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The disciples have not learned yesterday’s lesson. Still overrun by a desire for status and recognition, they turn to jealousy, rivalry, and sectarianism. When one of them spots a rival disciple casting out a demon in Jesus’ name, he quickly turns tattle-tale.


The immaturity of the moment is palpable. First, remember that the disciples have just had a rather publicly unsuccessful bout with exorcism (cf. Mark 9:14-29). So John seems to be saying, “Make him stop doing what we’re unable to do.” It smacks of jealousy. Second, and much more frightening, is the way John describes the issue: “We told him to stop because he was not following us” (verse 38). The overweening pride and unadulterated audacity of this claim! Who cares if this man isn’t following John! or Peter! or any of the other disciples! John’s pride has got the better of him. He should have said, “He wasn’t following you,” but then . . . that might not be true.


After all, Jesus says, “No one who does a miracle in my name can in the next moment say anything bad about me, for whoever is not against us is for us” (verses 39-40). The man is casting out demons in Jesus’ name, we should remember, and his success proves the genuineness of his commitment (read about the sons of Sceva in Acts 19:13-16 to see what happens to those who aren’t genuinely committed to Christ when trying to cast out demons in his name). He cannot possibly be an enemy of Christ.


Jesus here proclaims a certain broad-minded inclusiveness that the church has often forgotten. We like to exclude others from our “inner ring” to remind ourselves how much more important, smarter, better, richer, etc. we are than others. Church is not usually an exception unfortunately. It is interesting to note that infighting, quarrels, rivalries, and factions usually develop when a church stops reaching out. Once we become more concerned about our belonging to the group, rather than helping others to belong as well, we turn into the worst of our schoolyard selves. “You can’t play with us. You don’t belong to this group. Go find someone else.”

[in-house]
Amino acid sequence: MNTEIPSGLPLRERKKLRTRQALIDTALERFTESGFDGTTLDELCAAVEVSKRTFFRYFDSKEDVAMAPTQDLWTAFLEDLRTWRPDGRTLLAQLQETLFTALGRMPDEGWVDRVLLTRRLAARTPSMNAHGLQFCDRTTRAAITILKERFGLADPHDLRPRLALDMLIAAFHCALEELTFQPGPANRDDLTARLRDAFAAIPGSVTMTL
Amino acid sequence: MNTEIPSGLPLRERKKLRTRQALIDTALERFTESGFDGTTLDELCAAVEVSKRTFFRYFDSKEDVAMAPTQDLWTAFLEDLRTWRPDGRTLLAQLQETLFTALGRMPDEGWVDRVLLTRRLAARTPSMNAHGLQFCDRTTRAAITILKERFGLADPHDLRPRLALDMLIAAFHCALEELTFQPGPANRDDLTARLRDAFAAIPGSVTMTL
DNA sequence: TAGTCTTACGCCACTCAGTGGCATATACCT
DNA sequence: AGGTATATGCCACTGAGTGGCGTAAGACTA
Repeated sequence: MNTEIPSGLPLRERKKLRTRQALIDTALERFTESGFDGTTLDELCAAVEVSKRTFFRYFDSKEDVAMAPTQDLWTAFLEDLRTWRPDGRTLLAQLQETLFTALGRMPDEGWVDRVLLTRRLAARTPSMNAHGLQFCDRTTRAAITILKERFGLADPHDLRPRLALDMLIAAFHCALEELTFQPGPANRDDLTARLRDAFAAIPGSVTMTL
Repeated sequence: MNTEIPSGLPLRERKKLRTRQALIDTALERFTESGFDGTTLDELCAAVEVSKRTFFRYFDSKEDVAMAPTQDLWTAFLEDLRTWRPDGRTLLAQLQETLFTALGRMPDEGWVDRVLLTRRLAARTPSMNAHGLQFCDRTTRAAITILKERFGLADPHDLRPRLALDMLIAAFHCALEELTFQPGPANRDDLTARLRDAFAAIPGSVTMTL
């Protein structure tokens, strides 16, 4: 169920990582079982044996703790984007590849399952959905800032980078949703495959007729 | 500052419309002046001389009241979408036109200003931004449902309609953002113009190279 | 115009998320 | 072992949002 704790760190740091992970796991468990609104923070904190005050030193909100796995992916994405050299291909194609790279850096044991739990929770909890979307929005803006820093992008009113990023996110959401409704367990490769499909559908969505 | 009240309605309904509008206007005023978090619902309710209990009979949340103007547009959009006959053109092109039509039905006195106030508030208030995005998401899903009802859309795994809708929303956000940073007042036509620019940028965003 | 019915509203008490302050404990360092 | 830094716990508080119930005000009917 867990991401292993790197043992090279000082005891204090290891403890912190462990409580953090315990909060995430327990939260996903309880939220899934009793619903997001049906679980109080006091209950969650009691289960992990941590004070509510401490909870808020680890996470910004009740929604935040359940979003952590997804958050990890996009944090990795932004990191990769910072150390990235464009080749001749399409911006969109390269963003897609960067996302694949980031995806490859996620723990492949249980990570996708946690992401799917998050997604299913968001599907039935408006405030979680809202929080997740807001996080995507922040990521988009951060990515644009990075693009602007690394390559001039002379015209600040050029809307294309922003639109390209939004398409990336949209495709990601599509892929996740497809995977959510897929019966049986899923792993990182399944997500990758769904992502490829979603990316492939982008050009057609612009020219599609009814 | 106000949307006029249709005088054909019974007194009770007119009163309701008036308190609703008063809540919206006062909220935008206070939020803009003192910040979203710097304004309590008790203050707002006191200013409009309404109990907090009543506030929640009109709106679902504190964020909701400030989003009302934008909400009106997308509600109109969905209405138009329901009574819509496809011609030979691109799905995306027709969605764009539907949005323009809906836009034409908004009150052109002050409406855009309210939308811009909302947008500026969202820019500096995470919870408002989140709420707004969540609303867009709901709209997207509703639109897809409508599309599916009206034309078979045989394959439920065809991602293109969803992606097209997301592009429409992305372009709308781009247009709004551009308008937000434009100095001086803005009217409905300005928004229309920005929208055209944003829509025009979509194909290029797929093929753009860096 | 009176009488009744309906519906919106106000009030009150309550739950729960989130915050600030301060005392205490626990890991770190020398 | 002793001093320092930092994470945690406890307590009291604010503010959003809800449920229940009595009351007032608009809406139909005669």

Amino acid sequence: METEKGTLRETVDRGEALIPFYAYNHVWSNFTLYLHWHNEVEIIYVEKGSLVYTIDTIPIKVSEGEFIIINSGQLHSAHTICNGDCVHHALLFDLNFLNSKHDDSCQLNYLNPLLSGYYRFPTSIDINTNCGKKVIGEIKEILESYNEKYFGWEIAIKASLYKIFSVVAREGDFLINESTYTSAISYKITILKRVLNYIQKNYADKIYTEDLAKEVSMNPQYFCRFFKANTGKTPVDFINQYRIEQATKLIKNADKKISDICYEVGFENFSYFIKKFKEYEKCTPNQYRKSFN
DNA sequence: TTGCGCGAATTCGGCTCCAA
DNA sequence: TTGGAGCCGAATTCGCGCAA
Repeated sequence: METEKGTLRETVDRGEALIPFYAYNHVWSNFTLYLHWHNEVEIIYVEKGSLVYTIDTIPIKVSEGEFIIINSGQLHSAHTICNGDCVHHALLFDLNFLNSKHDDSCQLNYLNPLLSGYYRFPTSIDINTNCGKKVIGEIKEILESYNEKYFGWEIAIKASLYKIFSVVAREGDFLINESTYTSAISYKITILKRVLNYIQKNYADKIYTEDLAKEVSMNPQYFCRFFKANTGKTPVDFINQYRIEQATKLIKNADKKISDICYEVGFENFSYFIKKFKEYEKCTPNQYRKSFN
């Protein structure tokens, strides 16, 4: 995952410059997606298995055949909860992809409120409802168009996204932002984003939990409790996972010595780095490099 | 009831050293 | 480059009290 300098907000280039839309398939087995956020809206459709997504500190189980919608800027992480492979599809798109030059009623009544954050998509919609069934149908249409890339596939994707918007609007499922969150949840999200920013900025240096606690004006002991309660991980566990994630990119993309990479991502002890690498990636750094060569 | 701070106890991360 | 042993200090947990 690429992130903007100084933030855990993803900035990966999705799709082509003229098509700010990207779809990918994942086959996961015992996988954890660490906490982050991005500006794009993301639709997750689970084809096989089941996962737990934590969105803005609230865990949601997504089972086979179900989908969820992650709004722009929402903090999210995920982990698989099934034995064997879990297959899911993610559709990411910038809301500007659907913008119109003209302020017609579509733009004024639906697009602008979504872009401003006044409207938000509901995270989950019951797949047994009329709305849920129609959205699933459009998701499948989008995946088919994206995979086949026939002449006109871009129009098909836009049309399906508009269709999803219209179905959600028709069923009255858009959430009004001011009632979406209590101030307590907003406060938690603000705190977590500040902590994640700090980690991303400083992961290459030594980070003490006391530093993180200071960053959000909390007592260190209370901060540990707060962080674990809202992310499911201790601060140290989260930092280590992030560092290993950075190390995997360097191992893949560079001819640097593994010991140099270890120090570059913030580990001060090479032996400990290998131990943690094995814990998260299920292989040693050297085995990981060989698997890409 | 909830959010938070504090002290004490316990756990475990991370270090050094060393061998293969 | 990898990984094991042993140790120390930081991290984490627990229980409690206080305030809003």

This is not the attitude of Christ. Do you want to be great? Then learn to share. Share the good news of Christ indiscriminately. Share the community of Christ with all who will come. And maybe even share a cup of cold water in the name of Jesus with someone in need (verse 41).


Questions for Reflection and Application

  1. Can you recall a time when you displayed an attitude similar to John’s in this story? How did you try to exclude someone? Why do you think you did it—that is, what particular brand of selfishness motivated your behavior? Has this been a recurring sin in your life? Is it a sin you have ever brought into the church? Do you need to repent of this sin and confess it to someone else? If so, do it.
  2. In what ways has the church—local or universal—tended towards exclusivity instead of a biblical inclusivity? (Make sure you distinguish between inclusiveness and relativism. After all, Jesus does say elsewhere, “Whoever is not with me is against me”!) How can you help us become more lovingly inclusive?
  3. Are there people with whom you need to share more? Does this include the lost? How will you share the gospel with them? Does this include the many suffering under systemic poverty globally? How will you bring them a “cup of cold water” in the name of Jesus?

Devotional: “Act Like a Child” (Mark 9:30-37)

July 31st, 2013 | Posted in Blog | No Comments
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This story opens with Jesus predicting his brutal death for a second time. The disciples are either unwilling or unable to understand what he means by this. They expect a conquering military king, so his death makes little sense to them. But they are afraid to ask him anymore about it—probably because they are scared to hear the answer he might give. They prefer their uncomprehending delusions.